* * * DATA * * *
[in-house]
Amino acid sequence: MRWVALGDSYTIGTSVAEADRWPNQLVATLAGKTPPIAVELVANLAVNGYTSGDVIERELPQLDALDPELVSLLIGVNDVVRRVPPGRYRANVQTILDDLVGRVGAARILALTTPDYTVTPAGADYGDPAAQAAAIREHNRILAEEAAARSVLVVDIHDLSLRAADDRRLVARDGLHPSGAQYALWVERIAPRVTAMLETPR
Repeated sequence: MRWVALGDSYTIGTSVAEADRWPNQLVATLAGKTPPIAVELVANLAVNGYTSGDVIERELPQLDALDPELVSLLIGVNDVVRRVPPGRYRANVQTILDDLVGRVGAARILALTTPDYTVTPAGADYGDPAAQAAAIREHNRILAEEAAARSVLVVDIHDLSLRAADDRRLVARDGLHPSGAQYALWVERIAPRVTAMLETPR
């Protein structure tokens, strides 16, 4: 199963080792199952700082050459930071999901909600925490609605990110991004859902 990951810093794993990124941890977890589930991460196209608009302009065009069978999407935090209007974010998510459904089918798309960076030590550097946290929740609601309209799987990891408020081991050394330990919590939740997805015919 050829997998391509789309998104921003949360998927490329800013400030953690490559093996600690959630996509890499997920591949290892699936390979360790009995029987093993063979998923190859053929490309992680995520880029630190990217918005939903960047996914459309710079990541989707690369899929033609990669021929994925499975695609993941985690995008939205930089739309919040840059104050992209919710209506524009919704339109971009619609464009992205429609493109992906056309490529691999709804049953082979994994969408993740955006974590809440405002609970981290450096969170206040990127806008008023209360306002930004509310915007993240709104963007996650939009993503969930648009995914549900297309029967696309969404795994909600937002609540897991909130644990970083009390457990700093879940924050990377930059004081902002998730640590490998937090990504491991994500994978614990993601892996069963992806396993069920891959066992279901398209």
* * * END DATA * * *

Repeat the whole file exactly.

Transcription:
[in-house]
Amino acid sequence: MRWVALGDSYTIGTSVAEADRWPNQLVATLAGKTPPIAVELVANLAVNGYTSGDVIERELPQLDALDPELVSLLIGVNDVVRRVPPGRYRANVQTILDDLVGRVGAARILALTTPDYTVTPAGADYGDPAAQAAAIREHNRILAEEAAARSVLVVDIHDLSLRAADDRRLVARDGLHPSGAQYALWVERIAPRVTAMLETPR
Repeated sequence: MRWVALGDSYTIGTSVAEADRWPNQLVATLAGKTPPIAVELVANLAVNGYTSGDVIERELPQLDALDPELVSLLIGVNDVVRRVPPGRYRANVQTILDDLVGRVGAARILALTTPDYTVTPAGADYGDPAAQAAAIREHNRILAEEAAARSVLVVDIHDLSLRAADDRRLVARDGLHPSGAQYALWVERIAPRVTAMLETPR
């Protein structure tokens, strides 16, 4: 199963080792199952700082050459930071999901909600925490609605990110991004859902 990951810093794993990124941890977890589930991460196209608009302009065009069978999407935090209007974010998510459904089918798309960076030590550097946290929740609601309209799987990891408020081991050394330990919590939740997805015919 050829997998391509789309998104921003949360998927490329800013400030953690490559093996600690959630996509890499997920591949290892699936390979360790009995029987093993063979998923190859053929490309992680995520880029630190990217918005939903960047996914459309710079990541989707690369899929033609990669021929994925499975695609993941985690995008939205930089739309919040840059104050992209919710209506524009919704339109971009619609464009992205429609493109992906056309490529691999709804049953082979994994969408993740955006974590809440405002609970981290450096969170206040990127806008008023209360306002930004509310915007993240709104963007996650939009993503969930648009995914549900297309029967696309969404795994909600937002609540897991909130644990970083009390457990700093879940924050990377930059004081902002998730640590490998937090990504491991994500994978614990993601892996069963992806396993069920891959066992279901398209």